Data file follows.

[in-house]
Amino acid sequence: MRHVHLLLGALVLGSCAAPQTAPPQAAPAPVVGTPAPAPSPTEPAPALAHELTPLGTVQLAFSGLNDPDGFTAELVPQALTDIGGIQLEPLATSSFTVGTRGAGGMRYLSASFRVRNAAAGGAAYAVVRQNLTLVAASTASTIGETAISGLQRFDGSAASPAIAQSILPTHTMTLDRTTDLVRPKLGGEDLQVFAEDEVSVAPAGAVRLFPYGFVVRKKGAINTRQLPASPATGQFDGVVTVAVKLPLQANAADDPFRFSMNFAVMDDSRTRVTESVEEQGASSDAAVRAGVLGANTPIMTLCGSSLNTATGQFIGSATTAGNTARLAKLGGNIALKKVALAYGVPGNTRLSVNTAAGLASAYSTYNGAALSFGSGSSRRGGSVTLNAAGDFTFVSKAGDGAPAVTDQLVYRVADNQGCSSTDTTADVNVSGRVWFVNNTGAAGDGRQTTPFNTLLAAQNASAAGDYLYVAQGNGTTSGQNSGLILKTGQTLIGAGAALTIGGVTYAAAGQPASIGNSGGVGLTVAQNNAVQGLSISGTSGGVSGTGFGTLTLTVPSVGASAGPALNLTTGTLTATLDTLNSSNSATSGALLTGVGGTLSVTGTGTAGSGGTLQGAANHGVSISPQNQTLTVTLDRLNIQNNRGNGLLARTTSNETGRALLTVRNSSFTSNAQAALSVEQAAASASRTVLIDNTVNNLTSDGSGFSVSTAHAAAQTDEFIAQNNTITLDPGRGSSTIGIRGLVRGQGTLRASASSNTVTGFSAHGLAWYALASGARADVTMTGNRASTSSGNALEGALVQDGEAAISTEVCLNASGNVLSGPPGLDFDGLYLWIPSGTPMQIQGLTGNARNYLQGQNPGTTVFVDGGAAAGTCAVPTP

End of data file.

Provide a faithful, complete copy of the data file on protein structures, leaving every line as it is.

[in-house]
Amino acid sequence: MRHVHLLLGALVLGSCAAPQTAPPQAAPAPVVGTPAPAPSPTEPAPALAHELTPLGTVQLAFSGLNDPDGFTAELVPQALTDIGGIQLEPLATSSFTVGTRGAGGMRYLSASFRVRNAAAGGAAYAVVRQNLTLVAASTASTIGETAISGLQRFDGSAASPAIAQSILPTHTMTLDRTTDLVRPKLGGEDLQVFAEDEVSVAPAGAVRLFPYGFVVRKKGAINTRQLPASPATGQFDGVVTVAVKLPLQANAADDPFRFSMNFAVMDDSRTRVTESVEEQGASSDAAVRAGVLGANTPIMTLCGSSLNTATGQFIGSATTAGNTARLAKLGGNIALKKVALAYGVPGNTRLSVNTAAGLASAYSTYNGAALSFGSGSSRRGGSVTLNAAGDFTFVSKAGDGAPAVTDQLVYRVADNQGCSSTDTTADVNVSGRVWFVNNTGAAGDGRQTTPFNTLLAAQNASAAGDYLYVAQGNGTTSGQNSGLILKTGQTLIGAGAALTIGGVTYAAAGQPASIGNSGGVGLTVAQNNAVQGLSISGTSGGVSGTGFGTLTLTVPSVGASAGPALNLTTGTLTATLDTLNSSNSATSGALLTGVGGTLSVTGTGTAGSGGTLQGAANHGVSISPQNQTLTVTLDRLNIQNNRGNGLLARTTSNETGRALLTVRNSSFTSNAQAALSVEQAAASASRTVLIDNTVNNLTSDGSGFSVSTAHAAAQTDEFIAQNNTITLDPGRGSSTIGIRGLVRGQGTLRASASSNTVTGFSAHGLAWYALASGARADVTMTGNRASTSSGNALEGALVQDGEAAISTEVCLNASGNVLSGPPGLDFDGLYLWIPSGTPMQIQGLTGNARNYLQGQNPGTTVFVDGGAAAGTCAVPTP